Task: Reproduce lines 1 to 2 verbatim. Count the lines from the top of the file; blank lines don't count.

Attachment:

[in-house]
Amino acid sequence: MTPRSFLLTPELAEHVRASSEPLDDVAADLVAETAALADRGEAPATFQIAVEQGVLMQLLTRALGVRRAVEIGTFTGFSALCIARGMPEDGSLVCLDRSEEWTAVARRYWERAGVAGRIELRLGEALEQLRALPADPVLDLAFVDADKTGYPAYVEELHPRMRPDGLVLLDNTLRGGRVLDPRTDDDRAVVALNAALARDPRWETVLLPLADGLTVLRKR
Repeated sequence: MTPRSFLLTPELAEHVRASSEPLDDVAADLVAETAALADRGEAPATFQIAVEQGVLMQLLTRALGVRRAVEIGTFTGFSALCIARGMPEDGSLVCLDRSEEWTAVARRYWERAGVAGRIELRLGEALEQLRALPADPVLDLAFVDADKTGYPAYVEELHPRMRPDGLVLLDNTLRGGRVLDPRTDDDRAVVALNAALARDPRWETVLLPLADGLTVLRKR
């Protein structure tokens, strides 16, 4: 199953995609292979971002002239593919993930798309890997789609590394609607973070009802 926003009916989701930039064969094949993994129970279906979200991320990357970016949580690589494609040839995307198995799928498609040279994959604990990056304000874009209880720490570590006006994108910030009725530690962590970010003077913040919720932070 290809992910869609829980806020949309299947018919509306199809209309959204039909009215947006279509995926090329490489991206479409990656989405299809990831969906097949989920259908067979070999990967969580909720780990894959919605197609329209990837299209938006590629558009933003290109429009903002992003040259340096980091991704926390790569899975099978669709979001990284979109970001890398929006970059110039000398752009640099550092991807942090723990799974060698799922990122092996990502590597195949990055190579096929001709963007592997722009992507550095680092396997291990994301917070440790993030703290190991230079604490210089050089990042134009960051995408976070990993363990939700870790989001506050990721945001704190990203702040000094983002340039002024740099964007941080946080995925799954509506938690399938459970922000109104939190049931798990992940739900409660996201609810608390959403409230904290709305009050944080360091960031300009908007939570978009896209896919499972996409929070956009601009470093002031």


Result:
[in-house]
Amino acid sequence: MTPRSFLLTPELAEHVRASSEPLDDVAADLVAETAALADRGEAPATFQIAVEQGVLMQLLTRALGVRRAVEIGTFTGFSALCIARGMPEDGSLVCLDRSEEWTAVARRYWERAGVAGRIELRLGEALEQLRALPADPVLDLAFVDADKTGYPAYVEELHPRMRPDGLVLLDNTLRGGRVLDPRTDDDRAVVALNAALARDPRWETVLLPLADGLTVLRKR